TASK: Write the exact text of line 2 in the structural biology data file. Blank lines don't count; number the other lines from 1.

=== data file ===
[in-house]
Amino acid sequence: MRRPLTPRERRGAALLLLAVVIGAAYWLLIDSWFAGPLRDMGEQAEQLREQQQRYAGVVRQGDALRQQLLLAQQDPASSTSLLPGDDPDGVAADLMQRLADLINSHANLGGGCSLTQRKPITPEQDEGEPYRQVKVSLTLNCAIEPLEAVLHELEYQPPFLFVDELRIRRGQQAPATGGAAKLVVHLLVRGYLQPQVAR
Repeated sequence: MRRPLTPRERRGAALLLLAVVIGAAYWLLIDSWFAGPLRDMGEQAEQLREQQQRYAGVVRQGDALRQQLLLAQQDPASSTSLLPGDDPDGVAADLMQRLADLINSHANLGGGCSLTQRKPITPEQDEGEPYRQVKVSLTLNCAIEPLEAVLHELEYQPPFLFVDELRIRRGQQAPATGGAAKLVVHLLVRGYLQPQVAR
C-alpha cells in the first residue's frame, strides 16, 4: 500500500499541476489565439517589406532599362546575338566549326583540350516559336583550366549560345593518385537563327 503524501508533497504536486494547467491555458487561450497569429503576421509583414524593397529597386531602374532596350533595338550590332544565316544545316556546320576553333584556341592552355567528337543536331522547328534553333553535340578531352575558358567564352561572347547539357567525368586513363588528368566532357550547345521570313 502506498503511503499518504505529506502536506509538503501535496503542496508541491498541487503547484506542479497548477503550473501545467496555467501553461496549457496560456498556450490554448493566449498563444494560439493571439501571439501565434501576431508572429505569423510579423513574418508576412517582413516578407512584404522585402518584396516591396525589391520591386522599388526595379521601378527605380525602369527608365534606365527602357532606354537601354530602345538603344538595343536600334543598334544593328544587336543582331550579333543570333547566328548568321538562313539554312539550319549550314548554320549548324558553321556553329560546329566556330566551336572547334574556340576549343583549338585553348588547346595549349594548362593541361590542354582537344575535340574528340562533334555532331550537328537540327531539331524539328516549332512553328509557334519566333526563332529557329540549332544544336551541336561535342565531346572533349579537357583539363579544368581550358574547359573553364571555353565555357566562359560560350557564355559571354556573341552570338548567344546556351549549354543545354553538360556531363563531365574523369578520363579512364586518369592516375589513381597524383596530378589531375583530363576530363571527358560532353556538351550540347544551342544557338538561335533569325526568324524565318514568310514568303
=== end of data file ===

Amino acid sequence: MRRPLTPRERRGAALLLLAVVIGAAYWLLIDSWFAGPLRDMGEQAEQLREQQQRYAGVVRQGDALRQQLLLAQQDPASSTSLLPGDDPDGVAADLMQRLADLINSHANLGGGCSLTQRKPITPEQDEGEPYRQVKVSLTLNCAIEPLEAVLHELEYQPPFLFVDELRIRRGQQAPATGGAAKLVVHLLVRGYLQPQVAR